There are two approaches to A Connecticut Yankee: there are the numerous polemic digressions on such weighty subjects as social criticism on slavery, on the injustices of the Church and the nobility, on the absurdity of hereditary preferments, on the ridiculousness of knighthood, and on the existence of unjust laws. However, conjointly, we also have a very fanciful story (bordering on science fiction) which delights the reader with its inventiveness.A Connecticut Yankee,interestingly, has frequently been referred to as Twain's most "magnificent failure." Of course, the novel is not a failure, but what has troubled many critics is the fact that the novel contains at least two major concerns and these concerns, at times, seem to contradict each other.The first basic contradiction occurs when Hank Morgan, a representative of Nineteenth-Century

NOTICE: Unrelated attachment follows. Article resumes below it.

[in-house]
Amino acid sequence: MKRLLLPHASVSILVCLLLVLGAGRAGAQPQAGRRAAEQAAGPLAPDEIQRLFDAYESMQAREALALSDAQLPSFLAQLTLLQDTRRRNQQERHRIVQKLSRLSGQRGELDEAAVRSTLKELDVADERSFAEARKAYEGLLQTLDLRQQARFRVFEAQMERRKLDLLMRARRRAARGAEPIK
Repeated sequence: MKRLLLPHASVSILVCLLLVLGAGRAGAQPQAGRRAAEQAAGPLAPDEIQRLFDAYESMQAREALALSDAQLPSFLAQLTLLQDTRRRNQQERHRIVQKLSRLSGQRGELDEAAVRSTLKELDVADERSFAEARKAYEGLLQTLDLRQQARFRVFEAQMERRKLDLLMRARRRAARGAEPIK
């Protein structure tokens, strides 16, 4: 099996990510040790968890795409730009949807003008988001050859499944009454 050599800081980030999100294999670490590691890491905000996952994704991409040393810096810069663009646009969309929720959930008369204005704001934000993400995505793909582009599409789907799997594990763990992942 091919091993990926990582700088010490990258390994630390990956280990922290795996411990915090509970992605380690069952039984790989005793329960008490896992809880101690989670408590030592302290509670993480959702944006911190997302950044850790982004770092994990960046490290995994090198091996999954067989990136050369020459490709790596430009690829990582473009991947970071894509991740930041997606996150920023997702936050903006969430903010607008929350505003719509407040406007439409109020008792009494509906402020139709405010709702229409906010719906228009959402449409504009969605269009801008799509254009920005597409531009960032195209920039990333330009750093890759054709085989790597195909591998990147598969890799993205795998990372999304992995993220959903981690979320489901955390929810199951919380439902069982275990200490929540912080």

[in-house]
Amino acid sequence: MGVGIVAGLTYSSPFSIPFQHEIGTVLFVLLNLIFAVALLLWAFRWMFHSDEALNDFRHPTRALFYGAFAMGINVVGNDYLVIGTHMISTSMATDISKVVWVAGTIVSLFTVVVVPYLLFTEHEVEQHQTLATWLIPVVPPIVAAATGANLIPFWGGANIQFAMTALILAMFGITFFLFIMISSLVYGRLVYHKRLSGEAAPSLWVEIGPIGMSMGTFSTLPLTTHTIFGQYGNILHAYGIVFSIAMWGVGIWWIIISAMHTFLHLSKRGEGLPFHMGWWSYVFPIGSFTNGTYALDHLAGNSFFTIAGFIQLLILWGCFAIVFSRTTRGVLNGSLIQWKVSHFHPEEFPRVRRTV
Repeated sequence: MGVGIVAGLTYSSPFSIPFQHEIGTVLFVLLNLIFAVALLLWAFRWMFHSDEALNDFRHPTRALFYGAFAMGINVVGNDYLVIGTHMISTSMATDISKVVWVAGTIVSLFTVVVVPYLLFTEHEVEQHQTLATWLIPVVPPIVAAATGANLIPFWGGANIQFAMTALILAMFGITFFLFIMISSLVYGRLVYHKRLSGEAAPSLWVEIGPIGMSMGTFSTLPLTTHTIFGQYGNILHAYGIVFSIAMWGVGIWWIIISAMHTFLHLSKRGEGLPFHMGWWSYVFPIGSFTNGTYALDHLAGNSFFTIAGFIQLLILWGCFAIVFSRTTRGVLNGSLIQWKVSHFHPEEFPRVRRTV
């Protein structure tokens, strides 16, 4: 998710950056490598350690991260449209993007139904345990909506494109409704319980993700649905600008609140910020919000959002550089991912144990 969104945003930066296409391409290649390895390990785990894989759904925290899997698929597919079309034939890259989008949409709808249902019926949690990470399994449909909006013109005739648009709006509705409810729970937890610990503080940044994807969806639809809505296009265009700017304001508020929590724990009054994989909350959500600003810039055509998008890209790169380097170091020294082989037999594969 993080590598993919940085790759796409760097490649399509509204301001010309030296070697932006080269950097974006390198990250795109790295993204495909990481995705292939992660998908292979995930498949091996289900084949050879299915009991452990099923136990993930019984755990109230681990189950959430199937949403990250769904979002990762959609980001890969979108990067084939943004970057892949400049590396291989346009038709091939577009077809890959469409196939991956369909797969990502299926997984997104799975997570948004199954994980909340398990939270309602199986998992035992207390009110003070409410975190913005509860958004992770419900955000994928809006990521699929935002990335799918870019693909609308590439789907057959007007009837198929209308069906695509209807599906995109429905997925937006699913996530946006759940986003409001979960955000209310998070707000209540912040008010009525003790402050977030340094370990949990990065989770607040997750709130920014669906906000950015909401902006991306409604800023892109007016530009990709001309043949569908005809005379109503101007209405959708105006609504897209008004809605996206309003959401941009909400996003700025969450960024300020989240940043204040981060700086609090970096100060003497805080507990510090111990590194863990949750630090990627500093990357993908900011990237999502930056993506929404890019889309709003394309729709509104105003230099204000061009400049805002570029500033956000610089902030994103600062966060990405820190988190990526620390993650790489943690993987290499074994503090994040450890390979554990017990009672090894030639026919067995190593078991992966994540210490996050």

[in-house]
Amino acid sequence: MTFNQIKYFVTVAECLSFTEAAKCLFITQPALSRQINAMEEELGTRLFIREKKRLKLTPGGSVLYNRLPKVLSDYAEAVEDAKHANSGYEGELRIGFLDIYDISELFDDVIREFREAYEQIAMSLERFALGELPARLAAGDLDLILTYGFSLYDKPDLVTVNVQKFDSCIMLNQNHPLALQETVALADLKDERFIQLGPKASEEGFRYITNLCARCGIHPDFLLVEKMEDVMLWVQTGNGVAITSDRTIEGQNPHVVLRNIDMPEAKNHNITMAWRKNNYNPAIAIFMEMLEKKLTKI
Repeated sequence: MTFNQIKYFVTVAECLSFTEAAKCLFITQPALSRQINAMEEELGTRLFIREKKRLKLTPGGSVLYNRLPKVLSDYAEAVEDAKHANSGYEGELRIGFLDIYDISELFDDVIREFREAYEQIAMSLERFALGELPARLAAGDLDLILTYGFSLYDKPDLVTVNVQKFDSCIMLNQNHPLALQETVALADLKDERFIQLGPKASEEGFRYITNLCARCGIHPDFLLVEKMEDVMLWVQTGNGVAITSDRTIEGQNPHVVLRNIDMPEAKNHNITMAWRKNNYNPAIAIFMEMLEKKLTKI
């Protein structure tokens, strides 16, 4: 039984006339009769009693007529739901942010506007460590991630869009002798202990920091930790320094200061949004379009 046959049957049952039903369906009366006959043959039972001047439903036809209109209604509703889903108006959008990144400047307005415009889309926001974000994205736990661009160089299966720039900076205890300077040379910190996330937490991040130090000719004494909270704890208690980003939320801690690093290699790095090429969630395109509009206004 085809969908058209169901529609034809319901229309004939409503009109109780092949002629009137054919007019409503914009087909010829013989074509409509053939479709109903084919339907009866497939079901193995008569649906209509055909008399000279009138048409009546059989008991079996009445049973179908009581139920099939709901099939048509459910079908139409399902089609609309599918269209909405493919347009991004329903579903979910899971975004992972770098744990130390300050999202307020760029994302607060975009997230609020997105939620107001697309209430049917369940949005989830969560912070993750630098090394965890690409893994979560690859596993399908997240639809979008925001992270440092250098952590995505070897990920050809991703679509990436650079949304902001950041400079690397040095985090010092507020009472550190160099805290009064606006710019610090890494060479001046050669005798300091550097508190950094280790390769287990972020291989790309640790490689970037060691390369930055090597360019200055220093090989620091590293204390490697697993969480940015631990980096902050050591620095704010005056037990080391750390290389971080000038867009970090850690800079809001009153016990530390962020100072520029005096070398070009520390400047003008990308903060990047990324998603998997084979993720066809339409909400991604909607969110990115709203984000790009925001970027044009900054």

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Connecticut Yankee, Hank Morgan, numerous polemic digressions, entire feudal society